Prime Minister Narendra Modi was dealt a major setback in India’s general election, with his Bharatiya Janata Party losing its majority in the lower house of parliament. Modi has said he’ll remain in office for a third term, but the BJP now needs to forge a coalition government for the first time since it came to power a decade ago. The situation leaves Modi and the BJP politically diminished after losing ground to a revived opposition bloc that successfully wrested territory with a campaign focused on economic issues.
What happened in the Indian election?
After a marathon six-week election, results showed Modi’s BJP failed to win the necessary 272 parliamentary seats needed to form a government on its own. An alliance of more than 20 opposition groups led by the Indian National Congress gained ground in a number of key constituencies. The BJP’s coalition, known as the National Democratic Alliance, still crossed the majority mark as a bloc. But without an outright majority of its own, the BJP will have to govern with partners now. The election result was a shock outcome after exit polls three days earlier predicted a landslide win for the BJP-led coalition, although anecdotal reports in recent weeks had highlighted the possibility of the ruling party losing support, especially in strongholds like Uttar Pradesh state.
What comes next?
Modi has vowed to continue as India’s prime minister despite his party’s loss of its majority. Under India’s parliamentary system, if a single party fails to capture a parliamentary majority, then the party with the most votes will look to form a coalition government. Modi’s alliance is made up of a number of partners, some more shaky in their allegiance than others. If Modi fails to win enough support to return as prime minister, they could demand a different leader or defect to the opposition, throwing the country’s leadership into question — though there aren’t indications that’s likely to happen. For much of India’s recent history, coalition governments were the norm, and such governments have been credited with producing noteworthy achievements, such as the opening of the Indian economy in the early 1990s.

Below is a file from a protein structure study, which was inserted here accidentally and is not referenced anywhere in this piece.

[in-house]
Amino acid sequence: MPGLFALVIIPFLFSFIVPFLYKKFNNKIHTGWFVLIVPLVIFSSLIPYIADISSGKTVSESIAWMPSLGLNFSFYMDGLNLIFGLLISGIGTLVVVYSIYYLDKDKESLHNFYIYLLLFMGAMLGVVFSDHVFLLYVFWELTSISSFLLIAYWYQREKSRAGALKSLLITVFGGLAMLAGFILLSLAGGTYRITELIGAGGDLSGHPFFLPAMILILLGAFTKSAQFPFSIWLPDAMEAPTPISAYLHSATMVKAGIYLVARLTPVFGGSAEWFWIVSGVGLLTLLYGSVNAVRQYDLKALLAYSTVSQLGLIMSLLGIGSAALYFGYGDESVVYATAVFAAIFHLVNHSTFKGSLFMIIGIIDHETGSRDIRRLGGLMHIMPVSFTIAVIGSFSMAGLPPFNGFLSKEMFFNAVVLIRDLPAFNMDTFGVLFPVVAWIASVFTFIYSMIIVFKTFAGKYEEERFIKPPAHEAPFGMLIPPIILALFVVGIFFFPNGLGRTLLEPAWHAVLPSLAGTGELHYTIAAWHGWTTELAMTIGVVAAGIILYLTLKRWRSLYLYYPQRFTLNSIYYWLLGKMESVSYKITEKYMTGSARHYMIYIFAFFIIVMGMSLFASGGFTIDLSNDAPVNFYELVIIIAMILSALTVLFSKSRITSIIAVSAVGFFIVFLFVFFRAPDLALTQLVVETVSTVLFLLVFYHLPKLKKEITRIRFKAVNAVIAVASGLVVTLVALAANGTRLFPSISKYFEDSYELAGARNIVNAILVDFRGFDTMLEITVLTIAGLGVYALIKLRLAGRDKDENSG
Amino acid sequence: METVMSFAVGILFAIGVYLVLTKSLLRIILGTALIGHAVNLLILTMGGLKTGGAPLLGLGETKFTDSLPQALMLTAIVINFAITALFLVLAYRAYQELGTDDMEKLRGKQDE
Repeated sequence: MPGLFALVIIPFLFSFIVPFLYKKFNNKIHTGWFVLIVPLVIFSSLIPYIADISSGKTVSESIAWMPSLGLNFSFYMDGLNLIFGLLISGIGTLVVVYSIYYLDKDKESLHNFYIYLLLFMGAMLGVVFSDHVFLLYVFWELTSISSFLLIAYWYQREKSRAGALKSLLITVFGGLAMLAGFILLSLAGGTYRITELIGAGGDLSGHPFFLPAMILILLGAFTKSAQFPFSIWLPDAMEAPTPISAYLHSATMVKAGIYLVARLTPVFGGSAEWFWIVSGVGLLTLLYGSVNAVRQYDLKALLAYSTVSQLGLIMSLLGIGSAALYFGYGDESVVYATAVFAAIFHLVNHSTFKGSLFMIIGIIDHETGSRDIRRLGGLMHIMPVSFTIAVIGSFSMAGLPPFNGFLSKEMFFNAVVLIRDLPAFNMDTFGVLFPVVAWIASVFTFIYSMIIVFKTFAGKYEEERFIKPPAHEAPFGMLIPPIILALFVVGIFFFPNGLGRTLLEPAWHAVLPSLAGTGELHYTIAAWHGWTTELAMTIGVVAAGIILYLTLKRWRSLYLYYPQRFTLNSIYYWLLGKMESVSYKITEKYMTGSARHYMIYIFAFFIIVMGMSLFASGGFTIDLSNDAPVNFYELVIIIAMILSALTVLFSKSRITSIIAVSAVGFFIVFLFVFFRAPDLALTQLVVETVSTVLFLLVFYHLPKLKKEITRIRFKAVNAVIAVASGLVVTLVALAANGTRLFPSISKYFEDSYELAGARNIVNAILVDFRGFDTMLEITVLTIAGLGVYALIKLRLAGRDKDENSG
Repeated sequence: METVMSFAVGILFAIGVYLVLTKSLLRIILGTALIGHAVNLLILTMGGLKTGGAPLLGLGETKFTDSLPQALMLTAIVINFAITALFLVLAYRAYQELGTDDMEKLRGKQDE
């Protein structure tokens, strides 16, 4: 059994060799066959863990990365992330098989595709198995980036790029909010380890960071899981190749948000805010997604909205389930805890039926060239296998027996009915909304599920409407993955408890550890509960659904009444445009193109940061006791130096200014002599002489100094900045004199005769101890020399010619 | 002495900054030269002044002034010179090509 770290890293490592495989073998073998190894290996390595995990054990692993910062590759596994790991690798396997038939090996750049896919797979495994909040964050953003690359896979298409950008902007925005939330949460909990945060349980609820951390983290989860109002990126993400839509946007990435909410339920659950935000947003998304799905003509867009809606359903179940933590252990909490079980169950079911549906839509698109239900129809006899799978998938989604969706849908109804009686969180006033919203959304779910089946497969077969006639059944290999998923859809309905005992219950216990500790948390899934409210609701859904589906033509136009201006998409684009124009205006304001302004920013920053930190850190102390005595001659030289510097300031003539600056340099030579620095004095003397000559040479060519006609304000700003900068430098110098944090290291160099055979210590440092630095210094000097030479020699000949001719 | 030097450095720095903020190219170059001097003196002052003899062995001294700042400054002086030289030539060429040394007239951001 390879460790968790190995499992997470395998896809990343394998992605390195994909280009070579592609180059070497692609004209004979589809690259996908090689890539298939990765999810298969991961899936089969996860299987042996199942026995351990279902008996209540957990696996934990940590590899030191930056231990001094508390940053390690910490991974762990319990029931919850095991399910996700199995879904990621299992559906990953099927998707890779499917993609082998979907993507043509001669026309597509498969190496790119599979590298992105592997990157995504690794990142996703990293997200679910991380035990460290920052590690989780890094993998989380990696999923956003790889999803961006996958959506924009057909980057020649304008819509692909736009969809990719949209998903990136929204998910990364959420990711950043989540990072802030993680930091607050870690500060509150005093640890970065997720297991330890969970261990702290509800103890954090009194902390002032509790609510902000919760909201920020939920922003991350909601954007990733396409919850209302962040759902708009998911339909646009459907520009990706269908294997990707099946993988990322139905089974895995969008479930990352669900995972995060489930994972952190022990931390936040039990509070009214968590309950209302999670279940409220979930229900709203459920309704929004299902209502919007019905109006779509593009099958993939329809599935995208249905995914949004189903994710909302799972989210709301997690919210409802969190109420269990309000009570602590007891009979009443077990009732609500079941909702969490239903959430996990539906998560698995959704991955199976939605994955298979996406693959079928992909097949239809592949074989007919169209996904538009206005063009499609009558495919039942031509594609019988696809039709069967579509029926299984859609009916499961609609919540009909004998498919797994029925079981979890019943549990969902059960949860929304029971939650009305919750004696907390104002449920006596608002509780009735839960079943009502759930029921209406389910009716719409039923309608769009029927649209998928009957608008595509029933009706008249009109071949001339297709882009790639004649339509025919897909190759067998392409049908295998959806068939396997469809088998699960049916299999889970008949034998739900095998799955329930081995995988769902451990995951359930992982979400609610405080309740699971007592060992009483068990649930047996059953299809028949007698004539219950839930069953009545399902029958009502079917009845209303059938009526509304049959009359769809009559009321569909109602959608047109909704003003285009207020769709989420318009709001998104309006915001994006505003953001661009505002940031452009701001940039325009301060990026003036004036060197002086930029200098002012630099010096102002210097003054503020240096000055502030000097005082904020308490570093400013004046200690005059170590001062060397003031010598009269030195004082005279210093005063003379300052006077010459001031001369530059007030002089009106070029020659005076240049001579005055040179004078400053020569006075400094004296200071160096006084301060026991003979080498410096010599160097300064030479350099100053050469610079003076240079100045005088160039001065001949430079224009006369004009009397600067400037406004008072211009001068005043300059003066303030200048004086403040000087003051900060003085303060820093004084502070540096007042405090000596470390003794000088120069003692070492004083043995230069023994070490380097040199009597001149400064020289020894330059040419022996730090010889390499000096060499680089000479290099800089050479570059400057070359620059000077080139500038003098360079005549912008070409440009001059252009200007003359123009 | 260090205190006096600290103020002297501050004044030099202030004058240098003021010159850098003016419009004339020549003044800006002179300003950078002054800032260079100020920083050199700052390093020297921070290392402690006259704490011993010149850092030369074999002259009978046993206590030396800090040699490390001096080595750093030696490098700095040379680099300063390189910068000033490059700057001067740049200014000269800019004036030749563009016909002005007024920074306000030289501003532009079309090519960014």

What went wrong for Modi and his party?
The BJP’s campaign relied heavily on the fulfilment of Hindu-nationalist pledges and on Modi’s personal brand. It failed to gain enough traction among voters worried that the economy — while among the world’s fastest-growing — isn’t delivering benefits evenly to all. Issues such as high unemployment, especially among the young, and the rising cost of living, weighed heavily on voters going into the election, according to polls. A newly energised opposition hammered on these bread-and-butter issues to the detriment of the ruling party. Meanwhile, some analysts said the BJP’s overly ambitious election target of 400 seats with its allies likely backfired, prompting some supporters not to bother turning out, and raising fears the ruling party would use its super majority to reduce affirmative action policies for some minority groups. Despite Modi campaigning heavily in the southern states, the BJP also failed to make inroads there, with the party’s pro-Hindu message failing to gain traction.
What does this mean for India?
Many of the BJP’s alliance partners don’t share the fiery pro-Hindu views that are core to the BJP agenda. That means the BJP could be forced to dial back harsh rhetoric and set aside ambitions to more aggressively reshape India into an overtly Hindu nation. It may also force the BJP to offer cabinet posts and other concessions to alliance partners. On the economic front, a BJP-led government will likely continue to pursue its business-friendly policies, but a weakened mandate means it may struggle to enact ambitious reforms around labour and land rules, which economists say are necessary to keep growth going. To shore up support, a BJP-led government may be tempted to turn to populist spending measures, putting its fiscal plans at risk.
What does this mean for the rest of the world?
Under Modi, India’s profile on the world stage has grown significantly, helped by its robust 8%-plus rate of economic growth and a young and growing population that makes it a draw for foreign businesses. Modi has sought to cultivate a deeper partnership with the US, which sees India as a critical counterweight to China, while also maintaining strategic independence that has seen it refuse to join the West in condemning Russia over its invasion of Ukraine or shun its oil exports. Analysts don’t see those positions as likely to change anytime soon. The same goes for Modi’s ambitions to make India a global manufacturing hub and continue luring foreign investors on the hunt for the next growth story as China’s economy slows.
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